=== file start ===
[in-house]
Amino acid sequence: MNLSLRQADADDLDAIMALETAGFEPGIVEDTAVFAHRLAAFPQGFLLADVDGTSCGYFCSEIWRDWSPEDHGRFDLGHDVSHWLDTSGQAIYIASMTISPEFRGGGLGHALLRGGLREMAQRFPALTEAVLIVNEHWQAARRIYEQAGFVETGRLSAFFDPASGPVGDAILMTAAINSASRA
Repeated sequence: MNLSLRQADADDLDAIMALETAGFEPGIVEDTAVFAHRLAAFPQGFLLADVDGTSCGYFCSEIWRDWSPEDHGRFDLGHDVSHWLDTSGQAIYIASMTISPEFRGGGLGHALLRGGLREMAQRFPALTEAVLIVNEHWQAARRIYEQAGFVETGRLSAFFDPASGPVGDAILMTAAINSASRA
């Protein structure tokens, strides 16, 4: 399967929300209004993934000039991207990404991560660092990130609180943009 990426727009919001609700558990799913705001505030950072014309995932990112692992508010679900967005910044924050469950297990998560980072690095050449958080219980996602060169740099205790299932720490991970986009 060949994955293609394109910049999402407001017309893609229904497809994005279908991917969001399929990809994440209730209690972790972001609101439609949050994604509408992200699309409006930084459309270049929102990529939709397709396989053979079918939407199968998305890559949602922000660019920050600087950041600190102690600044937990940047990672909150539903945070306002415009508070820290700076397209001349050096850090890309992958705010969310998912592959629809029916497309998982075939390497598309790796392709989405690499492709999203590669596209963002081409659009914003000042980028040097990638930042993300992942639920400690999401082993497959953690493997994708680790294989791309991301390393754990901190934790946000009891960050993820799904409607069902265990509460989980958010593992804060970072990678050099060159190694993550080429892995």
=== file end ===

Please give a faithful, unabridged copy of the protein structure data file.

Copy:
[in-house]
Amino acid sequence: MNLSLRQADADDLDAIMALETAGFEPGIVEDTAVFAHRLAAFPQGFLLADVDGTSCGYFCSEIWRDWSPEDHGRFDLGHDVSHWLDTSGQAIYIASMTISPEFRGGGLGHALLRGGLREMAQRFPALTEAVLIVNEHWQAARRIYEQAGFVETGRLSAFFDPASGPVGDAILMTAAINSASRA
Repeated sequence: MNLSLRQADADDLDAIMALETAGFEPGIVEDTAVFAHRLAAFPQGFLLADVDGTSCGYFCSEIWRDWSPEDHGRFDLGHDVSHWLDTSGQAIYIASMTISPEFRGGGLGHALLRGGLREMAQRFPALTEAVLIVNEHWQAARRIYEQAGFVETGRLSAFFDPASGPVGDAILMTAAINSASRA
């Protein structure tokens, strides 16, 4: 399967929300209004993934000039991207990404991560660092990130609180943009 990426727009919001609700558990799913705001505030950072014309995932990112692992508010679900967005910044924050469950297990998560980072690095050449958080219980996602060169740099205790299932720490991970986009 060949994955293609394109910049999402407001017309893609229904497809994005279908991917969001399929990809994440209730209690972790972001609101439609949050994604509408992200699309409006930084459309270049929102990529939709397709396989053979079918939407199968998305890559949602922000660019920050600087950041600190102690600044937990940047990672909150539903945070306002415009508070820290700076397209001349050096850090890309992958705010969310998912592959629809029916497309998982075939390497598309790796392709989405690499492709999203590669596209963002081409659009914003000042980028040097990638930042993300992942639920400690999401082993497959953690493997994708680790294989791309991301390393754990901190934790946000009891960050993820799904409607069902265990509460989980958010593992804060970072990678050099060159190694993550080429892995």